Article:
by Paula Citron
George Balanchine’s Symphony in C
Christopher Wheeldon’s Polyphonia
Twyla Tharp’s In The Upper Room
National Ballet of Canada Fall Mixed Program
At the Four Seasons Centre until Nov. 9
The new work to the National Ballet’s repertoire is Twyla Tharp’s 1986 In The Upper Room. The piece is about the desperation to attain a higher plane of existence.
The stage is transformed into a shimmering otherworld through criss-cross shafts of light cutting through smoke. In Norma Kamali’s costume design, the more red, the more enlightenment. Minimalist composer Philip Glass’s driving, relentless music propels the ferocity of the dance.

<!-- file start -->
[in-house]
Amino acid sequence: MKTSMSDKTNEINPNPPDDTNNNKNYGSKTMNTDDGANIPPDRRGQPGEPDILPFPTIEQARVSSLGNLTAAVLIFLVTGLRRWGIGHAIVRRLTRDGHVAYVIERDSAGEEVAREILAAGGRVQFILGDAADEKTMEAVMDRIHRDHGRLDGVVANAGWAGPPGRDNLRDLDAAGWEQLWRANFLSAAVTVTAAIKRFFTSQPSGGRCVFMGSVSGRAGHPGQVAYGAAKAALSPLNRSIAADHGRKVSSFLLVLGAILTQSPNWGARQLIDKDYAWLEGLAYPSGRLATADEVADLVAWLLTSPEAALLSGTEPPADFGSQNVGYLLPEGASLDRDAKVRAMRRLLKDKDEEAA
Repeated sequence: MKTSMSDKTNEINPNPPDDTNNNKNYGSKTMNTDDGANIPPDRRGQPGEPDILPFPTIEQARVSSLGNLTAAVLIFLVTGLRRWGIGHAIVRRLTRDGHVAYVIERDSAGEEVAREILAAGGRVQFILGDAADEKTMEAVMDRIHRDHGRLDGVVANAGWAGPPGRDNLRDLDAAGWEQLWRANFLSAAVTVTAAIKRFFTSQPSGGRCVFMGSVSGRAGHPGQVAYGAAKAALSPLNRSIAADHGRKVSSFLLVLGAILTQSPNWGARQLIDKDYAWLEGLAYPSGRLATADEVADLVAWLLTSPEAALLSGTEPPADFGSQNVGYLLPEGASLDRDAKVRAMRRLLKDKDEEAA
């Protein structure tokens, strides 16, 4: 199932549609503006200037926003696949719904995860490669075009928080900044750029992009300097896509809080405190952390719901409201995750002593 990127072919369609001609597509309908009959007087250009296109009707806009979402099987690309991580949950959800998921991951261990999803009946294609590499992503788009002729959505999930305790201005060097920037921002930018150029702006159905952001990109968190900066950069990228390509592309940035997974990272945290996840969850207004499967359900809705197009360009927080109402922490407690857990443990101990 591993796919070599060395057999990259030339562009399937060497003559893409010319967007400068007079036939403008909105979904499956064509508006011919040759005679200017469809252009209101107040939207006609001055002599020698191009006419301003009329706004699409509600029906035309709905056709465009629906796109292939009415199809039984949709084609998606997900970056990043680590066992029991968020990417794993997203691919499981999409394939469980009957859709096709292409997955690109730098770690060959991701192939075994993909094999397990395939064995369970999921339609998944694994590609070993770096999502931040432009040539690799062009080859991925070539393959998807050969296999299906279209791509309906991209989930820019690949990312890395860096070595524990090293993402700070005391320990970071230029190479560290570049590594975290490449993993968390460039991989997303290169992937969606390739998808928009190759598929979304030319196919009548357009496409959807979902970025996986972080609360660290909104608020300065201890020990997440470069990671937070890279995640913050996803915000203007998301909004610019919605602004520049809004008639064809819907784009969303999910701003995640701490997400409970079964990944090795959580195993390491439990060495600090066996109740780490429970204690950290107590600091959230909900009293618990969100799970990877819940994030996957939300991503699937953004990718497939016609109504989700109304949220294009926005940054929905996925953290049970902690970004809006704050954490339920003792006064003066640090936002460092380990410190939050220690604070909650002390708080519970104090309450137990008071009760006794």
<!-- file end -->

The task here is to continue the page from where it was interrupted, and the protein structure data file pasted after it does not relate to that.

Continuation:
The ballet metaphor is less enlightened Stompers in running shoes and the more enlightened Ballet Cadre with the women on point. The choreography itself is fast, furious and constantly changing. This is a ballet that demands repeated viewings to come to grips with its many layers.
The other pieces on the program are Balanchine’s Symphony in C (1947) set to Bizet’s youthful score, and Christopher Wheeldon’s droll Polyphonia (2001) to Ligeti piano music. Both difficult pieces are danced with distinction.
The National’s fall mixed program continues at the Four Seasons Centre until Nov. 9.